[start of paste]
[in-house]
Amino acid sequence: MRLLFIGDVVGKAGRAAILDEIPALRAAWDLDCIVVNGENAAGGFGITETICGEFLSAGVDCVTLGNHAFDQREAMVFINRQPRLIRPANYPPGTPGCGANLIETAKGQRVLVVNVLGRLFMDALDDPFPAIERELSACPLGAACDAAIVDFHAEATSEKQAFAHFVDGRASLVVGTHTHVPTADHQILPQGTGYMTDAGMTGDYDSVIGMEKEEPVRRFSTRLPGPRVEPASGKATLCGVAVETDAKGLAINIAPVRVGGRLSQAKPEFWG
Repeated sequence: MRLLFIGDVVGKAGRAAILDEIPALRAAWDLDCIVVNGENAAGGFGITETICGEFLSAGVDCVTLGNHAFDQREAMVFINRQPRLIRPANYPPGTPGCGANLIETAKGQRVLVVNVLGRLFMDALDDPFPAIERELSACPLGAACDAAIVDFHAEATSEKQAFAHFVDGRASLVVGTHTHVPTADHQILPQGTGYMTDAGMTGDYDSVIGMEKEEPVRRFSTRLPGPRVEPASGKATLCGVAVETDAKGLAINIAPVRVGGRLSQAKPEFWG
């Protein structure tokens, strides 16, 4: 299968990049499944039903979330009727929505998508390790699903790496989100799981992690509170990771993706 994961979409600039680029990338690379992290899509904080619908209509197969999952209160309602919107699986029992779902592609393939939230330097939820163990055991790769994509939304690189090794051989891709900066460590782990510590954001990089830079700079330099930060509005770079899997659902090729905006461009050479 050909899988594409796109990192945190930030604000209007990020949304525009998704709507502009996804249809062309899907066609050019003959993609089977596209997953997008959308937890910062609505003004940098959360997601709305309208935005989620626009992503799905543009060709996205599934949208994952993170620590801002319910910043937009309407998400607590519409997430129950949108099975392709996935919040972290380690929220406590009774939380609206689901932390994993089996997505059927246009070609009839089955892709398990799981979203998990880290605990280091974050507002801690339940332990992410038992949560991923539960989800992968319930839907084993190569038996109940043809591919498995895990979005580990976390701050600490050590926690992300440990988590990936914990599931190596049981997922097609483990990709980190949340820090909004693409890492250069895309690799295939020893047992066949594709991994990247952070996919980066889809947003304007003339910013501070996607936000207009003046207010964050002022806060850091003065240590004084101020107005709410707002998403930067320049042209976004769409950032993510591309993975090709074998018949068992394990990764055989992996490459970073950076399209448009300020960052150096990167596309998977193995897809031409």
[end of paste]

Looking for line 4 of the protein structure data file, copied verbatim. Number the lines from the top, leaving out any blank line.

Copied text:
């Protein structure tokens, strides 16, 4: 299968990049499944039903979330009727929505998508390790699903790496989100799981992690509170990771993706 994961979409600039680029990338690379992290899509904080619908209509197969999952209160309602919107699986029992779902592609393939939230330097939820163990055991790769994509939304690189090794051989891709900066460590782990510590954001990089830079700079330099930060509005770079899997659902090729905006461009050479 050909899988594409796109990192945190930030604000209007990020949304525009998704709507502009996804249809062309899907066609050019003959993609089977596209997953997008959308937890910062609505003004940098959360997601709305309208935005989620626009992503799905543009060709996205599934949208994952993170620590801002319910910043937009309407998400607590519409997430129950949108099975392709996935919040972290380690929220406590009774939380609206689901932390994993089996997505059927246009070609009839089955892709398990799981979203998990880290605990280091974050507002801690339940332990992410038992949560991923539960989800992968319930839907084993190569038996109940043809591919498995895990979005580990976390701050600490050590926690992300440990988590990936914990599931190596049981997922097609483990990709980190949340820090909004693409890492250069895309690799295939020893047992066949594709991994990247952070996919980066889809947003304007003339910013501070996607936000207009003046207010964050002022806060850091003065240590004084101020107005709410707002998403930067320049042209976004769409950032993510591309993975090709074998018949068992394990990764055989992996490459970073950076399209448009300020960052150096990167596309998977193995897809031409």